One of the many fascinating things about being a writer is, after a book has been written, to be able to look back on its history…not just on the steps it took to being written, but what consciously or unconsciously prompted those steps. My very first published book is a case in point.
In 1973, I was working as an editor at what I referred to as, and in fact was, “the largest porn mill on the West Coast.” It was the height of the “sexual revolution,” and the owners of the company took full financial advantage of it, churning out dozens of magazines with sexually explicit photographs, 99.95 percent of which were unrelentingly heterosexual. The company avoided prosecution by donning the protective cloak of “socially redeeming value.” Every photograph was justified by a clinically-worded caption and incorporated in a heavily-footnoted article based on recognized research in human sexuality. Nobody who bought the magazines bothered to read the words, of course, but in case anyone did, that’s where I came in as editor.
When, for reasons never made clear, the company decided to branch out into the publishing of paperback mainstream fiction, they thought it would be good to start with a western. Since they’d never published “regular” fiction, there were no submitted manuscripts from which to draw. I was asked if I’d like to write one.
Of all literary genres, westerns had always been my least favorite, but I took it as both a challenge and a way to make a few extra dollars, and agreed. Knowing that they would not go for a story with an openly gay cowboy, I wrote it to be as ostensibly heterosexual as I could. Fortunately, no sex scenes were required, so crammed in every Saturday kids’ matinee cliff-hanger cliche I could think of except for a fight between cowboys and indians…only because there weren’t any indians. The result was Stagecoach to Nowhere—not my title—which was all well and good, except that there were only two stagecoaches even mentioned in the book, and neither of them had any significant relation to the plot. My efforts were compounded by the melodramatic cover blurb, with which I also had nothing to do: “Cursing the law, he rode for justice.” While the hero did seek justice, there was no cursing of the law involved.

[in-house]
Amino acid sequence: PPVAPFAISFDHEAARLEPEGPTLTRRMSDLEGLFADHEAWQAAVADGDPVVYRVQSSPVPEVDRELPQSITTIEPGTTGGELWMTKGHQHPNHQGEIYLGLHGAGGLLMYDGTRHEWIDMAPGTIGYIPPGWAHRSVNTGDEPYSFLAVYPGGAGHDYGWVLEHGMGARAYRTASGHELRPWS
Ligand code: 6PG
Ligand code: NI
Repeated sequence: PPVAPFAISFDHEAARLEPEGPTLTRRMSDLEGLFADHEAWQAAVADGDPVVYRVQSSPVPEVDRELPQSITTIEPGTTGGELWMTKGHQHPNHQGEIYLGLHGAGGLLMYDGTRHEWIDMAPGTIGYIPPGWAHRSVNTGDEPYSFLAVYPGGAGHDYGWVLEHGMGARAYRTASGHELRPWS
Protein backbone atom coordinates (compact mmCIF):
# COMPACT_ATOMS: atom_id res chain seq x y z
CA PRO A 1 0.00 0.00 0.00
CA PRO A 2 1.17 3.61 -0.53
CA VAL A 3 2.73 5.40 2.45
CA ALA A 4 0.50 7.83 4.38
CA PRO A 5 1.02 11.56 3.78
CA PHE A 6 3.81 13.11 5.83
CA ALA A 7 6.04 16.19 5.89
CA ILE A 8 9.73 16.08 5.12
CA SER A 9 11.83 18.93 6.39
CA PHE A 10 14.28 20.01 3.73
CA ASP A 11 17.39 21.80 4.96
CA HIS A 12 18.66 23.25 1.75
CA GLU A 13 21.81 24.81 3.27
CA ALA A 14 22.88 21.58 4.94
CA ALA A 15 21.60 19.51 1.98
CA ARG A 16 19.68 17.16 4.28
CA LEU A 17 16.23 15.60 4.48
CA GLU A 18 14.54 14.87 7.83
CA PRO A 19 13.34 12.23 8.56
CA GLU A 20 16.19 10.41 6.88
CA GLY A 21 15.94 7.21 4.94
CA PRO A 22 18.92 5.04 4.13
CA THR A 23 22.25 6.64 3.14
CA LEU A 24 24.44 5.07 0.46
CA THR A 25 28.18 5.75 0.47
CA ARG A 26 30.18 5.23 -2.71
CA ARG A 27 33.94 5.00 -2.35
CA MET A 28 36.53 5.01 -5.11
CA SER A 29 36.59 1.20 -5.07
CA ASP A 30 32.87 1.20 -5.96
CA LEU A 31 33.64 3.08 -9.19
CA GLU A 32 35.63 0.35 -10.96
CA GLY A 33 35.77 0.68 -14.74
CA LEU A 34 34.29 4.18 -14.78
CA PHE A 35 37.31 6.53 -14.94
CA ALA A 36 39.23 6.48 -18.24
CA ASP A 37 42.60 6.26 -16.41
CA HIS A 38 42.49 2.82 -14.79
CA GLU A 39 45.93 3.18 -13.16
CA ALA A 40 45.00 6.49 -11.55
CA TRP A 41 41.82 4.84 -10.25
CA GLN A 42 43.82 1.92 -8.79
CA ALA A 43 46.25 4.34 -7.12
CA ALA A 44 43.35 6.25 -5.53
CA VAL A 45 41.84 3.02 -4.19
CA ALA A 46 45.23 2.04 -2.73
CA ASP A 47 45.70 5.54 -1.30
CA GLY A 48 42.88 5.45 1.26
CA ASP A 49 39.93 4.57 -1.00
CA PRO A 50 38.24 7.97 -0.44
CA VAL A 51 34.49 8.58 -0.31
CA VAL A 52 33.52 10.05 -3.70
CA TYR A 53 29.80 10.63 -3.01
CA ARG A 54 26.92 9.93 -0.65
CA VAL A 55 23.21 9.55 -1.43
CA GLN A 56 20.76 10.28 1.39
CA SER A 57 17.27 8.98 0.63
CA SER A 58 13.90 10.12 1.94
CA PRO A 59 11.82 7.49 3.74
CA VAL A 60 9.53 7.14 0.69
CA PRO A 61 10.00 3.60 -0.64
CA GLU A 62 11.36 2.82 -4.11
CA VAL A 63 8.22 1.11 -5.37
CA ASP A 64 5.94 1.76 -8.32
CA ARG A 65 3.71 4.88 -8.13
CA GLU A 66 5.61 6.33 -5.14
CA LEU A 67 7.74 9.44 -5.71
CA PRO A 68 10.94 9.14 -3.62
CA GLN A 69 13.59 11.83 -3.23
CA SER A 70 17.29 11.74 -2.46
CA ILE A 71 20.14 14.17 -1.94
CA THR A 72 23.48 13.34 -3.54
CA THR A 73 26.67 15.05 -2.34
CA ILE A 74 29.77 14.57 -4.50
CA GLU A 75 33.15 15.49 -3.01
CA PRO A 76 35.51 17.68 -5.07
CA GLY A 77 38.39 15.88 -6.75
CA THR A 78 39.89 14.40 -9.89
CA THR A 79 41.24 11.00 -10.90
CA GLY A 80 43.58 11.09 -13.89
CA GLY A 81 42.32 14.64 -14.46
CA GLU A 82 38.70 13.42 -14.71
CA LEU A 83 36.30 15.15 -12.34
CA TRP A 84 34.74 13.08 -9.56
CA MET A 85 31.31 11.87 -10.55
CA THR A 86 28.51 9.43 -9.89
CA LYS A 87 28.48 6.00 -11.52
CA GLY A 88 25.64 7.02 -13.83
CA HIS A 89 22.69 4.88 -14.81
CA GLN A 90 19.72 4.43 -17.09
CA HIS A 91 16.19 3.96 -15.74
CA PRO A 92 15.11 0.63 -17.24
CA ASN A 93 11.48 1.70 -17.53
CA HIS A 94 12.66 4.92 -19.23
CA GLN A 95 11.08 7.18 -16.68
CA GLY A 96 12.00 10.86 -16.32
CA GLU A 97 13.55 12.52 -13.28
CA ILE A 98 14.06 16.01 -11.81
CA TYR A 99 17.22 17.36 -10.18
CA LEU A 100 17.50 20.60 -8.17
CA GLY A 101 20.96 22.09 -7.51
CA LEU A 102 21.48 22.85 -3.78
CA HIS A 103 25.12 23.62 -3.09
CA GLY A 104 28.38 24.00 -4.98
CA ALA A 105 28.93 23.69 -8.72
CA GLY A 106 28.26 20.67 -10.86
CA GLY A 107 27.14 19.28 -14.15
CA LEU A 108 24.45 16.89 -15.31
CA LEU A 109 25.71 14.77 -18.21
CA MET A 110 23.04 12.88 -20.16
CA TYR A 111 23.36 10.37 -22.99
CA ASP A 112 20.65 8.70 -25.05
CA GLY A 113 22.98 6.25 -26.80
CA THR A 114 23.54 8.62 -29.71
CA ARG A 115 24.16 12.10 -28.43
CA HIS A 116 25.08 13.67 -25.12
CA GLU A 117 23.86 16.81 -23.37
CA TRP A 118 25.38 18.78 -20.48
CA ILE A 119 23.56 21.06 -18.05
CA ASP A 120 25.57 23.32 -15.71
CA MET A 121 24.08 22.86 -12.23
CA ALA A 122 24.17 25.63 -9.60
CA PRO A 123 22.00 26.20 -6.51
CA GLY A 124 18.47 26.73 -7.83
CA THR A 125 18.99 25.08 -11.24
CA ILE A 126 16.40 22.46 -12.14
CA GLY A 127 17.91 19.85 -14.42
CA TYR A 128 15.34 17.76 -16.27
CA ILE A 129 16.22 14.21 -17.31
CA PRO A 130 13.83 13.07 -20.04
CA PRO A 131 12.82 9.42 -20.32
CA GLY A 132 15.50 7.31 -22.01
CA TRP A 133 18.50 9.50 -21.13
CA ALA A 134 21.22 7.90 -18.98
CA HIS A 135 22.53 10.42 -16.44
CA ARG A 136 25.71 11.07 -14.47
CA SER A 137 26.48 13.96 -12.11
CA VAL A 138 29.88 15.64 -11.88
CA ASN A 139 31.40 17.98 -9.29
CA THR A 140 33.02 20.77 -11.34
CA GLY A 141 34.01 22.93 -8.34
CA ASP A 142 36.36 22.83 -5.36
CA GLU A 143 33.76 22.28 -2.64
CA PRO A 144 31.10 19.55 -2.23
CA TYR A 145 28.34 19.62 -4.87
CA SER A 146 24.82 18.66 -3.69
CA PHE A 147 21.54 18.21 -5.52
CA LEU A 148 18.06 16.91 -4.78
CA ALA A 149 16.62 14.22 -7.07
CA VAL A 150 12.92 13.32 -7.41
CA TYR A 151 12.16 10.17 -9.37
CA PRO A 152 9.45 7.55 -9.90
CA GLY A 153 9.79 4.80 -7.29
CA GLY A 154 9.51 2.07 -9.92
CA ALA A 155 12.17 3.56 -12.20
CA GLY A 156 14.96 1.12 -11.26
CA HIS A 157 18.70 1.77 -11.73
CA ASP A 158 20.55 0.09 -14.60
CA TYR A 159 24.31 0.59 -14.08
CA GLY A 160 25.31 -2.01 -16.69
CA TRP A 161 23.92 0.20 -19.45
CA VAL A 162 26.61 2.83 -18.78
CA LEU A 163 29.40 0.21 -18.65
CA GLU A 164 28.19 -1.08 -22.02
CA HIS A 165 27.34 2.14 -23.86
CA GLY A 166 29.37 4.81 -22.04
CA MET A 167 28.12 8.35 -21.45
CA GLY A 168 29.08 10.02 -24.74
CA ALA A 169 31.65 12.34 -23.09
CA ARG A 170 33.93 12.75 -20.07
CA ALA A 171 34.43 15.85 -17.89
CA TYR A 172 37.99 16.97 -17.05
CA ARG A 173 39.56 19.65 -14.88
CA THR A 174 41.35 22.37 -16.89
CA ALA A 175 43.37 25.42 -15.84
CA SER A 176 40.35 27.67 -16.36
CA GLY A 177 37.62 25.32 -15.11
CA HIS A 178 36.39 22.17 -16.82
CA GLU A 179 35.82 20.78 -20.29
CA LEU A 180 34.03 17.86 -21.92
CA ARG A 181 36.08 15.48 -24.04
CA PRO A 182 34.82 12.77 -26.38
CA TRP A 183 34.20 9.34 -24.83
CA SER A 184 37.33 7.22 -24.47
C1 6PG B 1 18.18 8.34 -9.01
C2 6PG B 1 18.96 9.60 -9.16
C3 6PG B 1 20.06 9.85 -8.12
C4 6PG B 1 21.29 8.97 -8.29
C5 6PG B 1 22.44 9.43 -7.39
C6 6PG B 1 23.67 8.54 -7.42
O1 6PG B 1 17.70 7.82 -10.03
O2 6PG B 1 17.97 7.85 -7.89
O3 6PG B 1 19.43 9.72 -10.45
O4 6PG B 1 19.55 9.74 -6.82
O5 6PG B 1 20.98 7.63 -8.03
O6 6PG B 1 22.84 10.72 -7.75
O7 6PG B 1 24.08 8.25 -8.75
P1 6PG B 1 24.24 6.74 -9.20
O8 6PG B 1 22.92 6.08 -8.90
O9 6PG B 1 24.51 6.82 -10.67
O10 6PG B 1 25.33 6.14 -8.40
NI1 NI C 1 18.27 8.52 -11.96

At any rate, it did quite well, and as a result manuscripts started flowing in to the fiction department, thereby eliminating the necessity for me to write another book for the company.
Fast forward almost 30 years. When the copyright reverted to me, I set about to rewrite it as I’d like to have done it originally—as a western-romance-adventure-mystery centered on a gay cowboy and his young charge—the male half of a boy-and-girl set of twins Calico was guiding, for complex reasons, across the wild wild west to their aunt in far-off Colorado. Retitled Calico, which I had originally called it until the stagecoach came rumbling in, I had the chance to make it what I wanted it to be, and I was rather pleased by the result.
Writers tend to become emotionally involved with the characters they create. Those like me, who are able to turn the story over to the characters, often just sit back and watch the story unfold with little conscious direction. In developing and expanding the relationship between Calico and Josh, I found it had transitioned from a string of potboiler cliches into what I consider to be a very sweet love story. And again without having thought about it in advance, I realized I was hopefully opening the door to a Young Adult market in which gay role models are extremely scarce for those who may be having problems accepting their orientation. Josh, who at 17 knows exactly who and what he is and what he wants out of life is, I hope, such a model.
So my very first published book transitioned, for me, from an opportunity to make a quick buck to a good, old fashioned romance/adventure with a twist, and set me on a path I follow today. Sort of gives new meaning to riding happily off into the sunset.
For a writer, it don’t get much better than that.
[For anyone who might be interested, the first chapter of Calico can be found and read on my website, www.doriengrey.com, and/or you can listen to an excerpt from the audiobook by clicking http://www.audible.com/pd/Fiction/Calico-Audiobook/B00CME09AS/ref=a_search_c4_1_6_srTtl?qid=1392515547&sr=1-6 )]
Dorien's blogs are posted by 10 a.m. Central time every Monday and Thursday. Please take a moment to visit his website (http://www.doriengrey.com) and, if you enjoy these blogs, you might want to check out Short Circuits: a Life in Blogs (http://bit.ly/m8CSO1), which is also available as an audiobook (http://www.audible.com/pd/ref=sr_1_1?asin=B00DJAJYCS&qid=1372629062&sr=1-1).